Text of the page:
Monday, January 16, 2017

A Pep Talk From Teddy Roosevelt



Anyone who knows me knows that I have a thing for TR. See, right there, I refer to him as TR, as if we are contemporaries. I have books, posters, postcards, coffee mugs, magnets, a finger puppet, a doll set (see above), and many other items of memorabilia.

Now, after reading an address he gave to the Iowa State Teachers' Association in 1910, my admiration has deepened even more. If you click the link and read the whole speech, remember the time period. Yes, it is sexist, and perhaps a bit nationalistic, but it's essence is golden:


There are a great many professions that are important, but of all the professions in the United States I think that there is no one quite so important to the country as a whole as is yours. There is no other profession which exercises so profound an influence upon the national growth, for you shape the whole course of the development of the nation of to-morrow.
                                              *              *                *
Great is your task, and therefore, thrice over are you to be congratulated because your task is great. Nothing in this world is worth having or worth doing unless it means effort, pain, difficulty. No kind of life is worth leading if it is always an easy life. I know that your life is hard; I know that your work is hard; and hardest of all for those of you who have the highest trained consciences, and who therefore feel always how much you ought to do. I know your work is hard, and that is why I congratulate you with all my heart.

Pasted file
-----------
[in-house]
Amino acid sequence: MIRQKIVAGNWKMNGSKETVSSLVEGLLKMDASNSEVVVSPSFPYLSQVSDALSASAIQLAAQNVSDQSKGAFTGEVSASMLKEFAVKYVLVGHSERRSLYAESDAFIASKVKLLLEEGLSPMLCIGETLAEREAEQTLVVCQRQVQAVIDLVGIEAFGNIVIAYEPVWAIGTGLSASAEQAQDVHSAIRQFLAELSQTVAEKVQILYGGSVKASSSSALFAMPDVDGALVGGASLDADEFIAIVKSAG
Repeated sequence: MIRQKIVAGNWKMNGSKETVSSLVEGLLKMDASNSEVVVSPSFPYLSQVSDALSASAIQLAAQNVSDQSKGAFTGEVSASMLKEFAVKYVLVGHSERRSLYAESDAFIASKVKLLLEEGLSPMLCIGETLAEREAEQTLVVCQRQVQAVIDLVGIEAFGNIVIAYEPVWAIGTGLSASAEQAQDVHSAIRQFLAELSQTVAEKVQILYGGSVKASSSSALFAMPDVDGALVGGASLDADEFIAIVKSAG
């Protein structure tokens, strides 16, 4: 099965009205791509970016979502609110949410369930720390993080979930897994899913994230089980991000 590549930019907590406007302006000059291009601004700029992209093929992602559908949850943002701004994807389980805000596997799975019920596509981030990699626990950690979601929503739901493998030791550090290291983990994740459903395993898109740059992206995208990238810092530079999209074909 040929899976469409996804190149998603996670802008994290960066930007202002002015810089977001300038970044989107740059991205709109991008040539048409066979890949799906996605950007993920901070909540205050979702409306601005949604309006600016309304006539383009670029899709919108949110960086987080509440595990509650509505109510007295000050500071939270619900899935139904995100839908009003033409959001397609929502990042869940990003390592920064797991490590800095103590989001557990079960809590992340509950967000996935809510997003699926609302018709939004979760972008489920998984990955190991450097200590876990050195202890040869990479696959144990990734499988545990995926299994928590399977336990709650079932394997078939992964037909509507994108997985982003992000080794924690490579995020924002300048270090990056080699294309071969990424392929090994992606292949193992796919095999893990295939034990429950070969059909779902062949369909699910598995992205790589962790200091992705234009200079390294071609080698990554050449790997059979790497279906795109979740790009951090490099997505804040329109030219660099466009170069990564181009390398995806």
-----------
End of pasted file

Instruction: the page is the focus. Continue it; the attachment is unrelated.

Doesn't that just sum up education innovation, too? Especially the "effort, pain, difficulty." Finding time to learn about new things and try them in small bites while continuing to do your absolute best day in and day out is exhausting.

And it is exhilarating! Which is why we keep coming back for more. I look at TR, a man who was shot during a speech two years after this one, and finished it before going to the hospital for medical treatment. Now, I'm not advocating effort that would be detrimental to your health, but I do think the zeal and enthusiasm with which he approached life is similar to how many educators I know approach teaching and learning.

As we head toward the second half of the school year, here is one last quote:
Far and away the best prize that life has to offer is the chance to work hard at work worth doing.
To all educators, thank you for choosing to do work worth doing.

Join the conversation...
If you want to know more about TR, check out this site. What resonates with you?



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